Every industry has them. ” The Maintainers” are those individuals in companies that have never done front-line work in a company, but have come in to professionally manage a service organization.  The role of “Maintainers” is to manage risk, budgets, balance sheet, income statement, etc. through command and control methods.

“Maintainers” love to set targets, manage by productivity numbers and the forementioned financial measures.  Many have an MBA where they learned their “skill.”  Formal procedures, scripts, rules and regulations keep order in the businesses under their leadership.

When revenue is falling and the financial statements are looking bad, they know just what to do.  They cut people and expenses as the fix to a poor bottom-line.  This helps in achieving financial targets for which they are handsomely rewarded.

Decisions are made top-down away from the work  using reports, best practices, technology, benchmarking.  With little understanding of the work, they promote outsourcing and shared services as a panacea to most problems.

They treat customers with a facade of importance, but behind closed doors they form “get tough” policies.  This usually means that the customer must be managed to a contract.  The underlying belief is that a customer that is completely happy must one that is hurting the financial statements.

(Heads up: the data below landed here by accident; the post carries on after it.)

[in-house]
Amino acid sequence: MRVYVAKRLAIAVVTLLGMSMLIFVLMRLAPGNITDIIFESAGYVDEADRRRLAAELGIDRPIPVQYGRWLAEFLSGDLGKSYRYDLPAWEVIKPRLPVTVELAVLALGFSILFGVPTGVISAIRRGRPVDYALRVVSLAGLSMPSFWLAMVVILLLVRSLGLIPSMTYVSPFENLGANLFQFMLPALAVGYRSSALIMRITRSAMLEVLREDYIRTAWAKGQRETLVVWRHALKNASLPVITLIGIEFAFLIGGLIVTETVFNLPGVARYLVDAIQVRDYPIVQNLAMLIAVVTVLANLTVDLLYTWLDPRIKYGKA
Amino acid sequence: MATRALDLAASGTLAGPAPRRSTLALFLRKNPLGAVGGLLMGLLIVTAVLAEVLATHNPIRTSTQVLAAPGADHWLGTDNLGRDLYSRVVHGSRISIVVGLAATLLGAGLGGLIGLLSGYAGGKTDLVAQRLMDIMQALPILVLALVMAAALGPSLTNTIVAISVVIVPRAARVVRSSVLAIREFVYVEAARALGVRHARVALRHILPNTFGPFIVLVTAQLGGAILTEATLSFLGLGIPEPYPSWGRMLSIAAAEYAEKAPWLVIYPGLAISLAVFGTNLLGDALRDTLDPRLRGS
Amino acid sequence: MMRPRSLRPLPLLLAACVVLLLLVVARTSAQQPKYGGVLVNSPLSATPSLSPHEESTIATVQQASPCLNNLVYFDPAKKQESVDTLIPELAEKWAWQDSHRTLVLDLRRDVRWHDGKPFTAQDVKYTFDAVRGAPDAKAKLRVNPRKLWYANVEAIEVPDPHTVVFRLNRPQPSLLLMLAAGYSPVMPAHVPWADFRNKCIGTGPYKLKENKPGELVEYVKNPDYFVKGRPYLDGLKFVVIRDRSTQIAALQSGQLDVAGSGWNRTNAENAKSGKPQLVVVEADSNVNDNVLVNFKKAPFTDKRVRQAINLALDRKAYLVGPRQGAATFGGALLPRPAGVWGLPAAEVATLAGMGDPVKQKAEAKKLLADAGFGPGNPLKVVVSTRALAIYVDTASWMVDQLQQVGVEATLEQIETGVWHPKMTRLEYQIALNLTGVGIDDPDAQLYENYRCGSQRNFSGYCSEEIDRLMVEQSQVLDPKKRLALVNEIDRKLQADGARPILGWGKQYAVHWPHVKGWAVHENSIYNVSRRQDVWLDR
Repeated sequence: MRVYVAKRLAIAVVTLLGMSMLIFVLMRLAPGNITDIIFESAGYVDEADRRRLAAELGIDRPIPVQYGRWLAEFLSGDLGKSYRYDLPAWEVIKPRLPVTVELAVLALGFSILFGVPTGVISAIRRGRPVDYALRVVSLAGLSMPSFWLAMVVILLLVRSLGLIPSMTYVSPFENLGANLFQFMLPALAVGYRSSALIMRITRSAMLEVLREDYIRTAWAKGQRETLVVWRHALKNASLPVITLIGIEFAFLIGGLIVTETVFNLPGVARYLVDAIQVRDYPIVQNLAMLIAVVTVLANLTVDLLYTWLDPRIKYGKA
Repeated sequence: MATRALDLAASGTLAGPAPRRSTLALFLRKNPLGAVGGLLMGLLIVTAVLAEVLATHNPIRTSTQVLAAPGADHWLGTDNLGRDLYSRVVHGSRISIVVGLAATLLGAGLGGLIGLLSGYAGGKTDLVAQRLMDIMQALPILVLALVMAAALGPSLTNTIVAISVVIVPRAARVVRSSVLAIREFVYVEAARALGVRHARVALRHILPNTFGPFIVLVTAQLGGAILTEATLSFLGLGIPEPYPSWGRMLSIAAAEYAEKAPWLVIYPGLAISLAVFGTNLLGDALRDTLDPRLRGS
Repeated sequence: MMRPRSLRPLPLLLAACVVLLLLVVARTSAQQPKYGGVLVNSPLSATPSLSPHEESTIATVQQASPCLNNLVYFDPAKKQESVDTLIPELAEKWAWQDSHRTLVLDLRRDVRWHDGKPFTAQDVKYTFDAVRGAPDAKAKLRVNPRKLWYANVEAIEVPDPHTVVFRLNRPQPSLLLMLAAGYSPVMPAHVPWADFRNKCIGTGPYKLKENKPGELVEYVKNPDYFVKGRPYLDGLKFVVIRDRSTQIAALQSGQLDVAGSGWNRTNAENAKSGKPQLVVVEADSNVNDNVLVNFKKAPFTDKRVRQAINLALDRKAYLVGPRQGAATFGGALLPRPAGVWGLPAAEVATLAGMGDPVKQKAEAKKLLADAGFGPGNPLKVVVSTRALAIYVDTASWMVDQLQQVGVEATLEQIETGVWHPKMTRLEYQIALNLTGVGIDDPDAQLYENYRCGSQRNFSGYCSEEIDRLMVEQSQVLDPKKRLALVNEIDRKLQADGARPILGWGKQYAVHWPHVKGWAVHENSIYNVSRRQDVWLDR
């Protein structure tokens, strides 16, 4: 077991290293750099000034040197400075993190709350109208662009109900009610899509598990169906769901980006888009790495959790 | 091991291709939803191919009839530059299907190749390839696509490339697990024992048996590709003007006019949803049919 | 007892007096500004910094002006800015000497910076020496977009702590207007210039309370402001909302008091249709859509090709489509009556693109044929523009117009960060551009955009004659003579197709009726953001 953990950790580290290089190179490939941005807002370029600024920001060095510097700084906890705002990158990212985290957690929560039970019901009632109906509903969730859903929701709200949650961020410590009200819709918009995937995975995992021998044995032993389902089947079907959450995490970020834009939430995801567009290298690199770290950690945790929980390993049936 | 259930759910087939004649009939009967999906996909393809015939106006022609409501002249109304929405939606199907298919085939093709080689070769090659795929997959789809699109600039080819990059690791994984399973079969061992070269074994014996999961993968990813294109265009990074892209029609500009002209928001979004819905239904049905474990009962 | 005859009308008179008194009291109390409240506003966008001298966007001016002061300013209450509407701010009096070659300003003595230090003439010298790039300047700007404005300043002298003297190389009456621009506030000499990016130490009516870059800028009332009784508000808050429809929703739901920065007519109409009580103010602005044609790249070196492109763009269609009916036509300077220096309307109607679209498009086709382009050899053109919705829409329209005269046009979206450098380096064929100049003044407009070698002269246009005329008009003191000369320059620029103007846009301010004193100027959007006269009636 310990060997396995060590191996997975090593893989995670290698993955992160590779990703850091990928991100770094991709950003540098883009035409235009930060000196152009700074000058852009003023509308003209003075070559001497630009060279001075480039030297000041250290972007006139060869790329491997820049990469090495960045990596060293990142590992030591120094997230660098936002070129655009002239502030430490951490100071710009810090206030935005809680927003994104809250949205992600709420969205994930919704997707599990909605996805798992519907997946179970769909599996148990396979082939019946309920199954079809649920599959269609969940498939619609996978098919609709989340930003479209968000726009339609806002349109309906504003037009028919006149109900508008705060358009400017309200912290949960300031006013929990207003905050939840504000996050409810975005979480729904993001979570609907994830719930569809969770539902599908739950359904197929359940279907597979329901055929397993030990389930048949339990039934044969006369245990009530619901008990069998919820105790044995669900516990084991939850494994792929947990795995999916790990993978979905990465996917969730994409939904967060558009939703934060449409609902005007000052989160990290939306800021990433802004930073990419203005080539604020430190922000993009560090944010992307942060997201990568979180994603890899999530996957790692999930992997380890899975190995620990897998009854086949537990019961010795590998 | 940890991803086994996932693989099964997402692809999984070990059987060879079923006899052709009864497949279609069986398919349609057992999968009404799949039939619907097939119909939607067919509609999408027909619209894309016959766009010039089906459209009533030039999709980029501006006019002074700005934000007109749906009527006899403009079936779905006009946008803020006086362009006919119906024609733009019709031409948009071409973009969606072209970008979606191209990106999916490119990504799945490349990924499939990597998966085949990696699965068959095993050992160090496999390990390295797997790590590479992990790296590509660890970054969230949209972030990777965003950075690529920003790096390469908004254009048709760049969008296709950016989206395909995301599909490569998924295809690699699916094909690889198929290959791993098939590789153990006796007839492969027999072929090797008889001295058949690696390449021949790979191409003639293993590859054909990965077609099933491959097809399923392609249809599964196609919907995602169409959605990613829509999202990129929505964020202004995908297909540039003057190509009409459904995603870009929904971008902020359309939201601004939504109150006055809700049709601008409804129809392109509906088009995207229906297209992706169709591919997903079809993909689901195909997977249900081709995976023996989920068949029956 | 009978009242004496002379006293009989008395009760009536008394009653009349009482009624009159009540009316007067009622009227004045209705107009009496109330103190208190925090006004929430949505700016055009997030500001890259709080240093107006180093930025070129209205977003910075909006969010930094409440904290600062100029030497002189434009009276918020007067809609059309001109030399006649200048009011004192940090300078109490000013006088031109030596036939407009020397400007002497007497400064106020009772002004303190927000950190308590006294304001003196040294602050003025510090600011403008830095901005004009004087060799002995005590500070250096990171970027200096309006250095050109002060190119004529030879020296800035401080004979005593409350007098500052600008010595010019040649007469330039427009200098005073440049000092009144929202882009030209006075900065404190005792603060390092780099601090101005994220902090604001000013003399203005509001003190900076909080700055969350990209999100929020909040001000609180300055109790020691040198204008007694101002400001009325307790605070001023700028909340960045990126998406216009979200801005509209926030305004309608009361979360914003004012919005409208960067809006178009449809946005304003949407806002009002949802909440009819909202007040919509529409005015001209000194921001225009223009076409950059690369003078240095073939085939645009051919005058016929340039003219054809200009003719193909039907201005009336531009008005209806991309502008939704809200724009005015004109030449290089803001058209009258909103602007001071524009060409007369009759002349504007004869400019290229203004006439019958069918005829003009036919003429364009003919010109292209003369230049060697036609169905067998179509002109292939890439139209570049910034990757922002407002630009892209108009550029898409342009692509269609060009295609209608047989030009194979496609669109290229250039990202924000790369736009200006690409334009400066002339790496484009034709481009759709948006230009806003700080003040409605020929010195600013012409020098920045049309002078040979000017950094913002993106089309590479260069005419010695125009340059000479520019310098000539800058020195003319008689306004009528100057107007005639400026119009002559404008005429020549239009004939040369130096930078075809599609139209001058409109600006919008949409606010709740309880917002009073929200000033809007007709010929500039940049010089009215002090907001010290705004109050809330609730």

“Maintainers” know how to play the blame game.  They have a hierarchy of folks reporting to them so when things go wrong they can blame someone.  They come to budget meetings with a litany of excuses of why they didn’t hit their numbers.

Do you know a “Maintainer” in your organization?

An systems thinking intervention with a “Maintainer” is always interesting.  They say the right things and really slick ones can even pretend to think long-term.  The truth is that they are short-term command and control thinkers.

The ability for a “Maintainer” to create value for an organization is thwarted by their inability to understand where value is created.  Because value is created with an understanding of customer demand and the work . . . “Maintainers” would rather not get their hands dirty.

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Tripp Babbitt is a speaker, blogger and consultant to service industry (private and public).  His organization helps executives find a better way to make the work work.  Download free from www.newsystemsthinking.com “Understanding Your Organization as a System” and gain knowledge of systems thinking or contact us about our intervention services at [email protected].  Reach him on Twitter at www.twitter.com/TriBabbitt or LinkedIn at www.linkedin.com/in/trippbabbitt.